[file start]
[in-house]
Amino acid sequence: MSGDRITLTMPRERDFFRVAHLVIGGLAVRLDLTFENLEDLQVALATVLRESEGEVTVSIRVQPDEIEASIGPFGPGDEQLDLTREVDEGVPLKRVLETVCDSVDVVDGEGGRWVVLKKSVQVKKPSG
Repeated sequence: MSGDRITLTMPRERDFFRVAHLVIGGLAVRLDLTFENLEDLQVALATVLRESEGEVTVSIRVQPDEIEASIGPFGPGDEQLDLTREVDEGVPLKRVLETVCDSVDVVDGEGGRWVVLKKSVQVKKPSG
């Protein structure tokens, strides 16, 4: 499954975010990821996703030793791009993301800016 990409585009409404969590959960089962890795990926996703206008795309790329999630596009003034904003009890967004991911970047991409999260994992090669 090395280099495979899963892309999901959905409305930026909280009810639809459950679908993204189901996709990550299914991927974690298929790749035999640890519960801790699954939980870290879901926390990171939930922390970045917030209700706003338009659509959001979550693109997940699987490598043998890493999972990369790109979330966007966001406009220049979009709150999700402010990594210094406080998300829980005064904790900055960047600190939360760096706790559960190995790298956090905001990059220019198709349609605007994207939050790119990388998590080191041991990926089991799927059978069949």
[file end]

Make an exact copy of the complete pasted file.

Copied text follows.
[in-house]
Amino acid sequence: MSGDRITLTMPRERDFFRVAHLVIGGLAVRLDLTFENLEDLQVALATVLRESEGEVTVSIRVQPDEIEASIGPFGPGDEQLDLTREVDEGVPLKRVLETVCDSVDVVDGEGGRWVVLKKSVQVKKPSG
Repeated sequence: MSGDRITLTMPRERDFFRVAHLVIGGLAVRLDLTFENLEDLQVALATVLRESEGEVTVSIRVQPDEIEASIGPFGPGDEQLDLTREVDEGVPLKRVLETVCDSVDVVDGEGGRWVVLKKSVQVKKPSG
């Protein structure tokens, strides 16, 4: 499954975010990821996703030793791009993301800016 990409585009409404969590959960089962890795990926996703206008795309790329999630596009003034904003009890967004991911970047991409999260994992090669 090395280099495979899963892309999901959905409305930026909280009810639809459950679908993204189901996709990550299914991927974690298929790749035999640890519960801790699954939980870290879901926390990171939930922390970045917030209700706003338009659509959001979550693109997940699987490598043998890493999972990369790109979330966007966001406009220049979009709150999700402010990594210094406080998300829980005064904790900055960047600190939360760096706790559960190995790298956090905001990059220019198709349609605007994207939050790119990388998590080191041991990926089991799927059978069949």